Dartmoor ponies on Roydon Common, photo by Liz Dack 1/3
Roydon Common, photo by David North 2/3
Roydon Common, photo by Richard Osbourne 3/3

Roydon Common and Grimston Warren

These  fantastic adjacent reserves form part of NWT’s Gaywood Valley Living Landscape, and share a rich mosaic of habitats. They include the Tony Hallatt Memorial Reserve, and we have added in recent years The Delft and Rising Heath.

At least 15 species of dragonfly frequently occur at Roydon and Grimston, including the rare black darter, for which this is one of only two breeding sites in Norfolk. Rare keeled skimmers have also been seen recently. More than 30 species of butterfly have been seen including white admiral, brown argus, and both green and purple hairstreak. 450 species of moth have been recorded and the impressive minotaur beetle is found. Reptiles, including adder, are present. Numerous rare and interesting plants occur, but perhaps the greatest spectacle occurs in August and early September when the site’s prodigious stands of heather are in flower.

Many birds frequent the common, with nightjars and woodlarks nesting in good numbers. In winter there is usually a small roost of hen harriers, and occasional merlin are seen. Barn owls and, occasionally, short-eared owls occur. A great grey shrike is seen during most winters. Flocks of linnets breed on the Common, but are often noticed as feeding flocks on Rising Heath.

Black darter dragonfly

In Norfolk, Black darters breed around the Gaywood Valley Living Landscape. Males are easy to identify, being the only black-coloured darter in the country. Females, however, are largely yellow and similar to several other darter species.

Raft Spider

Roydon Common is the only site in East Anglia to host this species, with a small population occurring. This is one of the two largest British spiders, along with the fen raft spider, which occurs at Lopham Fen in Suffolk. They are found in dykes, and specially managed ponds which need to be kept relatively free of plants; the spiders need open water to hunt, as they rely on detecting the ripples caused by their unfortunate prey.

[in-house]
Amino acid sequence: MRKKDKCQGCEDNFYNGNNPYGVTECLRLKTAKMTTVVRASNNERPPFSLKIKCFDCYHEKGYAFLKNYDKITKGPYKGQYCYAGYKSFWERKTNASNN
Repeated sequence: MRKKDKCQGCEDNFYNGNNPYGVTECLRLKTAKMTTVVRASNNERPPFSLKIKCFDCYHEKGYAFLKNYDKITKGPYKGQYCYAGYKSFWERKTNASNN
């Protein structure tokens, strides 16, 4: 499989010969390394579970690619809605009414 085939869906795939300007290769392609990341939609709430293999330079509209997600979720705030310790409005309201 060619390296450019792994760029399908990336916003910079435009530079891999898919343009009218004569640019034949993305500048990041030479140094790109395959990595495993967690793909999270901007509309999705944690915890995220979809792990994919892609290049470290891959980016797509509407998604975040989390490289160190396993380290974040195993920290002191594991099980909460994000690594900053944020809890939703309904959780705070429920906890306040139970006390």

As darkness approaches a strange sound fills the heath – an almost-mechanical mix of reeling, rattling and croaking. These guttural, churring calls belong to one of the UK’s most enigmatic summer visitors: the nocturnal nightjar. Nightjars are odd-looking birds; their plumage is an intricate mix of camouflaged browns, making them virtually impossible to spot while at rest. In flight, they’re an entirely different prospect: long-winged and hawk-like, though with a jerky, flapping action, which brings to mind a giant moth. Several ‘churrers’ can be heard – and sometimes seen – on calm summer evenings. The males can be distinguished by white patches on their wings and tail.


Wet, boggy areas of the Common are home to all three British species of sundew: round-leaved, oblong-leaved and great. These carnivorous plants can only extract a limited amount of nutrients from the acidic conditions they live in, so supplement their needs by catching and digesting small insects, which they lure with the sticky, sweet smelling droplets on the end of their hair-covered leaves.
The Roydon Access Project will help to protect this fragile and fascinating habit, while making improvements for wildlife and visitors. Most of the improvements are taking place on Rising Breck, land to the west of the national nature reserve. They include –
  • a purpose built car park to replace the informal parking area which will be returned to grazing land.
  • A new path from the car park to join the network of paths with attractive routes for walking/dog walking.
  • New gates to make it easier to get around.
  • Three bench seats to take a break and enjoy views across the nature reserve.  
  • A dry stone seat made from local carstone, which will be a focal point for group visits and a place to listen to nightjar on summer evenings.
  • New interpretation and signs to help visitors to understand the importance of the area for plants and wildlife.
  • New tree planting – oak, rowan and hawthorn – which will provide new habitats for foraging nightjar and other wildlife.  
The work has been planned to be as sustainable as possible. Waste from the old parking area – mainly left over from the redundant quarry on and imported aggregate will be used as the sub-base for the new car park. Soil excavated in preparing the car park will be used to recreate grazing land. As far as possible local materials will be used.  

The car park is now fully open following essential maintenance works. Thank you for your patience during its closure



Post code
PE32 1AT
Map reference
OS Landranger 132
Grid reference
Western car park - TF 680229, eastern car park - TF 698229
NNR, SAC, SSSI, Ramsar
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Living Landscape
Opening times
Dog policy

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